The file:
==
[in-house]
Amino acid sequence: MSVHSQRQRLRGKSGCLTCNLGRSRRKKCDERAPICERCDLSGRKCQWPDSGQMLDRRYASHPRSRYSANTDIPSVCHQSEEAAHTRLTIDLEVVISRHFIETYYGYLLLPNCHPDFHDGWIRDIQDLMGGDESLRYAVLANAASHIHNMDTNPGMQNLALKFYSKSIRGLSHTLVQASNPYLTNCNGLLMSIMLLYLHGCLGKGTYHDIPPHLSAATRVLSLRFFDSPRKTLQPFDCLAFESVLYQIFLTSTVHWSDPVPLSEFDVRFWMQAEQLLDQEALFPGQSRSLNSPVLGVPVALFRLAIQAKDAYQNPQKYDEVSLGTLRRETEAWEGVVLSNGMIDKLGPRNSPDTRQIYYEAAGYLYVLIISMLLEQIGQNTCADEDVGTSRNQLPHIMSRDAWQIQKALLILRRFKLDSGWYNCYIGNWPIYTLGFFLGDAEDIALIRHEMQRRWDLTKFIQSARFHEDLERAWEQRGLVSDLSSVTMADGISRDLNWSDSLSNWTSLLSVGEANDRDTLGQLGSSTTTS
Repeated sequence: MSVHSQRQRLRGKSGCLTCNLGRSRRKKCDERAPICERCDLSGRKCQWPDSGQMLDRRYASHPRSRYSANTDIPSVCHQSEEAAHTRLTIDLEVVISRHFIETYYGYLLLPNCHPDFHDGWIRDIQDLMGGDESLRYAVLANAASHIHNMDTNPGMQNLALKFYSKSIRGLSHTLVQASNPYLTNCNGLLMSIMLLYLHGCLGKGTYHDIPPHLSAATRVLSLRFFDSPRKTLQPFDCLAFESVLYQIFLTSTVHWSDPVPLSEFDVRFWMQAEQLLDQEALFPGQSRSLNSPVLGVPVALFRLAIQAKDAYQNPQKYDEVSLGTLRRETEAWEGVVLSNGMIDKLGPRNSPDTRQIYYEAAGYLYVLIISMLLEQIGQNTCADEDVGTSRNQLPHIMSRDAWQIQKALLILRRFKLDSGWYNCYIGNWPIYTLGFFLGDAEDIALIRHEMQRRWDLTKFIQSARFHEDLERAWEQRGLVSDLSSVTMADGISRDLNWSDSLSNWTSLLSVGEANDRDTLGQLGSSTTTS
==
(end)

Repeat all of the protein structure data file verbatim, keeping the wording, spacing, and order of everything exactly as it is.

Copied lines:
[in-house]
Amino acid sequence: MSVHSQRQRLRGKSGCLTCNLGRSRRKKCDERAPICERCDLSGRKCQWPDSGQMLDRRYASHPRSRYSANTDIPSVCHQSEEAAHTRLTIDLEVVISRHFIETYYGYLLLPNCHPDFHDGWIRDIQDLMGGDESLRYAVLANAASHIHNMDTNPGMQNLALKFYSKSIRGLSHTLVQASNPYLTNCNGLLMSIMLLYLHGCLGKGTYHDIPPHLSAATRVLSLRFFDSPRKTLQPFDCLAFESVLYQIFLTSTVHWSDPVPLSEFDVRFWMQAEQLLDQEALFPGQSRSLNSPVLGVPVALFRLAIQAKDAYQNPQKYDEVSLGTLRRETEAWEGVVLSNGMIDKLGPRNSPDTRQIYYEAAGYLYVLIISMLLEQIGQNTCADEDVGTSRNQLPHIMSRDAWQIQKALLILRRFKLDSGWYNCYIGNWPIYTLGFFLGDAEDIALIRHEMQRRWDLTKFIQSARFHEDLERAWEQRGLVSDLSSVTMADGISRDLNWSDSLSNWTSLLSVGEANDRDTLGQLGSSTTTS
Repeated sequence: MSVHSQRQRLRGKSGCLTCNLGRSRRKKCDERAPICERCDLSGRKCQWPDSGQMLDRRYASHPRSRYSANTDIPSVCHQSEEAAHTRLTIDLEVVISRHFIETYYGYLLLPNCHPDFHDGWIRDIQDLMGGDESLRYAVLANAASHIHNMDTNPGMQNLALKFYSKSIRGLSHTLVQASNPYLTNCNGLLMSIMLLYLHGCLGKGTYHDIPPHLSAATRVLSLRFFDSPRKTLQPFDCLAFESVLYQIFLTSTVHWSDPVPLSEFDVRFWMQAEQLLDQEALFPGQSRSLNSPVLGVPVALFRLAIQAKDAYQNPQKYDEVSLGTLRRETEAWEGVVLSNGMIDKLGPRNSPDTRQIYYEAAGYLYVLIISMLLEQIGQNTCADEDVGTSRNQLPHIMSRDAWQIQKALLILRRFKLDSGWYNCYIGNWPIYTLGFFLGDAEDIALIRHEMQRRWDLTKFIQSARFHEDLERAWEQRGLVSDLSSVTMADGISRDLNWSDSLSNWTSLLSVGEANDRDTLGQLGSSTTTS